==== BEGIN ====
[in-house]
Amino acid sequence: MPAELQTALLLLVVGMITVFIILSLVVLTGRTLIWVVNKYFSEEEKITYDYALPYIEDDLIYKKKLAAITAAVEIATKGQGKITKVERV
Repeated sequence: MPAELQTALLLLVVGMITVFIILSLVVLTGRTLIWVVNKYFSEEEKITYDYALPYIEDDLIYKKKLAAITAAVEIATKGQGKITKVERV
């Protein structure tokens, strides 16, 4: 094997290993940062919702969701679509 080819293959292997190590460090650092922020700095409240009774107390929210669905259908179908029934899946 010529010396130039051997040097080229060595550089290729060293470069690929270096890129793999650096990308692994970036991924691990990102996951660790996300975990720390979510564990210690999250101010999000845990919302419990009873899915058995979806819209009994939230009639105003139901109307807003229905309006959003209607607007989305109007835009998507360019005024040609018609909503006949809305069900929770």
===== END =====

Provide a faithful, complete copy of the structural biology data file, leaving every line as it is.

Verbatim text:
[in-house]
Amino acid sequence: MPAELQTALLLLVVGMITVFIILSLVVLTGRTLIWVVNKYFSEEEKITYDYALPYIEDDLIYKKKLAAITAAVEIATKGQGKITKVERV
Repeated sequence: MPAELQTALLLLVVGMITVFIILSLVVLTGRTLIWVVNKYFSEEEKITYDYALPYIEDDLIYKKKLAAITAAVEIATKGQGKITKVERV
């Protein structure tokens, strides 16, 4: 094997290993940062919702969701679509 080819293959292997190590460090650092922020700095409240009774107390929210669905259908179908029934899946 010529010396130039051997040097080229060595550089290729060293470069690929270096890129793999650096990308692994970036991924691990990102996951660790996300975990720390979510564990210690999250101010999000845990919302419990009873899915058995979806819209009994939230009639105003139901109307807003229905309006959003209607607007989305109007835009998507360019005024040609018609909503006949809305069900929770």